Saturday, March 12, 2016

Hrabě Drakula – review

Director: Anna Procházková

Release date: 1971

Contains spoilers

One of the great things about the vampire genre is that no matter how many vehicles you’ve watched, something can still appear out of nowhere. I was therefore excited when someone posted some stills from Hrabĕ Drakula on Facebook (the post very quickly disappeared, unfortunately, and I don’t know why but I am grateful to the poster). I expected the research to be long and drawn out and within minutes found the 1971 made for TV film at the Internet Archive, in the original Czech with English subtitles.

I understand that Hrabě Drakula translates as Count Dracula – it’s that simple – and it is another retelling of the Bram Stoker novel due to this there will be spoilers aplenty and I’ll be looking at what they left out as well as what they left in and changed.

Jan Schánilec as Harker
A voice over begins – it is the voice of Jonathan Harker (Jan Schánilec) – who is in a carriage heading towards the Borgo Pass at the pass he’ll meet another carriage sent to him by Count Drakula (Ilja Racek). He explains this to the man and woman in the carriage and he is informed that it is All Souls Day – the change from the novel’s Eve of St George’s Day moving the timeline from May to November. When it is clear that he will not change his travel plans the woman in the carriage gives him a crucifix.

The carriage comes to a halt and the driver says that there is no one to meet him and thus he should go on with them and return in the morning. Just then the horses spook and a black carriage approaches. The driver keeps his face hidden and takes Harker’s bags motioning him to his new vehicle. I made a note here that I found the music chosen for the film odd, it felt like it had been borrowed from an older film and whilst there were some ominous phrases others were almost flippant – a shame as some of the photography, the carriage with the castle in the background for instance, was rather atmospheric. Wolves chase the carriage but the driver stops and waves them away – they obey.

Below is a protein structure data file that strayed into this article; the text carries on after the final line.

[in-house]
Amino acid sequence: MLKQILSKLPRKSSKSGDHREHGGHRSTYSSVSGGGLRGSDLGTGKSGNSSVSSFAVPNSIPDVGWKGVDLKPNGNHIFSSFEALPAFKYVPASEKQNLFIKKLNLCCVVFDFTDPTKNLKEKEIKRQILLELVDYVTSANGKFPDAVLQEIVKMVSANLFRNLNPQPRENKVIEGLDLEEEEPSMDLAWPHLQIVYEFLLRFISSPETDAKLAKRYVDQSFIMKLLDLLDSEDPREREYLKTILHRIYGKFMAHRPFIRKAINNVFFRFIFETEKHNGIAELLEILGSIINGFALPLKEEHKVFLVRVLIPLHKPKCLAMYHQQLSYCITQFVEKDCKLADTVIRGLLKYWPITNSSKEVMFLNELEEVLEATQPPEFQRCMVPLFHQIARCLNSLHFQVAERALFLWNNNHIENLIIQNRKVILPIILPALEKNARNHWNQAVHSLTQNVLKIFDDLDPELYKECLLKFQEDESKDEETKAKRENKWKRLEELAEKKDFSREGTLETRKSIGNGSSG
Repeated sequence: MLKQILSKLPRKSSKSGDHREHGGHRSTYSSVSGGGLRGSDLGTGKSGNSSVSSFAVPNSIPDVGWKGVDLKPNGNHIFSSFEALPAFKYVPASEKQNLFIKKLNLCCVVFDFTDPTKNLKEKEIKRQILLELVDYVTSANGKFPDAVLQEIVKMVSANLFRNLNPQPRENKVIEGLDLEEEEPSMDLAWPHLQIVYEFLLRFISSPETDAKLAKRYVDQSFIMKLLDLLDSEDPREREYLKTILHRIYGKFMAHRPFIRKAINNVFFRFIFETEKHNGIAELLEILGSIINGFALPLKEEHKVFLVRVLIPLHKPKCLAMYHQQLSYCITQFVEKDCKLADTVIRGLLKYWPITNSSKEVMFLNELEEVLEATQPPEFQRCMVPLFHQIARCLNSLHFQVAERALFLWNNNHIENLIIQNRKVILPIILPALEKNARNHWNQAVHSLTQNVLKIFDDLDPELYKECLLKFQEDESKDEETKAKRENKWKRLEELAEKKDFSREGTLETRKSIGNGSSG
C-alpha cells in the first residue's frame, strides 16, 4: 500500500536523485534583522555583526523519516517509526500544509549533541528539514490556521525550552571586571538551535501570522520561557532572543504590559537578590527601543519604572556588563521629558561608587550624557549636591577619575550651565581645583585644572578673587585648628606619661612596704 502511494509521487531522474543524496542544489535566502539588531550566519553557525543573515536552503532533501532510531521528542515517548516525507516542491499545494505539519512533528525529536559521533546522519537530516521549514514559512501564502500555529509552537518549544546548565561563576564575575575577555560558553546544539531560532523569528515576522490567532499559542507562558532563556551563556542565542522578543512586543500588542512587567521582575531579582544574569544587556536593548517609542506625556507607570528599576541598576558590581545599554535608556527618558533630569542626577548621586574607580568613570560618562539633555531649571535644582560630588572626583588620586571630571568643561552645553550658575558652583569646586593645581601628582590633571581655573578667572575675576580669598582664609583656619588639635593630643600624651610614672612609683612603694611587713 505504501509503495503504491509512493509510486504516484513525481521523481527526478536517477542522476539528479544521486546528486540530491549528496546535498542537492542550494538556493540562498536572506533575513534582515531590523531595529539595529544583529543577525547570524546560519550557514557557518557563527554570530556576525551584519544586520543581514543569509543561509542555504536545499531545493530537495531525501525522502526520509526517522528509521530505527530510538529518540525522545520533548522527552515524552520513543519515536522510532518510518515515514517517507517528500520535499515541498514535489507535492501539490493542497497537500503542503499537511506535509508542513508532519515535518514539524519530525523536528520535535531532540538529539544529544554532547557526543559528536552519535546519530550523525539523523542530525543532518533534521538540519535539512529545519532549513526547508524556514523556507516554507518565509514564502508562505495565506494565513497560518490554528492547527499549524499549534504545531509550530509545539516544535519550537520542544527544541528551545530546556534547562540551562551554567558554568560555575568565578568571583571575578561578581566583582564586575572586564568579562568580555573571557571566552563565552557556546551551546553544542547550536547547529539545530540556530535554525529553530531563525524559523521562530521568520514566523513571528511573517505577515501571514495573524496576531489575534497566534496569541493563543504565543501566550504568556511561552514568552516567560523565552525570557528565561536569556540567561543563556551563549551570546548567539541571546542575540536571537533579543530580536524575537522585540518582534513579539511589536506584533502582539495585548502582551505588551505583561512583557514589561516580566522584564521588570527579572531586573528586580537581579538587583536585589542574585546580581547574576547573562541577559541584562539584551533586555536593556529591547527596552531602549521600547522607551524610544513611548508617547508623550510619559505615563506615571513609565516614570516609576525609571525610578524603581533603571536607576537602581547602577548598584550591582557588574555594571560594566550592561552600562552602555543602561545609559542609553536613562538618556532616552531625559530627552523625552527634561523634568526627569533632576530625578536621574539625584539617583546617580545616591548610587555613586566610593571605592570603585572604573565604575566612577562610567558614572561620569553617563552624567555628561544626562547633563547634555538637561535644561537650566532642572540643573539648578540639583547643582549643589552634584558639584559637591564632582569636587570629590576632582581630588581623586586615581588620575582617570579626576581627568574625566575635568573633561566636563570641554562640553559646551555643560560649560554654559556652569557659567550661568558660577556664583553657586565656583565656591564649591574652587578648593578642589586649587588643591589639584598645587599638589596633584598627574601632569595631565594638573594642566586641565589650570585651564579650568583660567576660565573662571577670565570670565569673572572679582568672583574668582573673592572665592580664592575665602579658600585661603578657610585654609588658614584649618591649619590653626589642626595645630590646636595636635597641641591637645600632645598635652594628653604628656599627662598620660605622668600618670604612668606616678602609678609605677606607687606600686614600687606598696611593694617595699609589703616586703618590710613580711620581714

Ilja Racek as the Count
At the castle Harker is met by the Count who takes his luggage but Harker cannot shake an unpleasant feeling and describes the “castle awakening from a centuries old dream”, which was a lovely turn of phrase. Harker has brought details of a property his company has found for the Count – Carfax – and wants to have the papers signed by the time he leaves in two days but the Count insists he must stay longer. A couple of things to note here. If mentioned at all, most Dracula vehicles do no more than allude to the idea that the Count takes on the domestic chores, normally via Harker – in this it is explicit as Harker spies through a keyhole and watches the Count clear the plates from his meal. Also, I have to say that I struggled buying Ilja Racek as the Count, he just didn’t have the presence for me.

the brides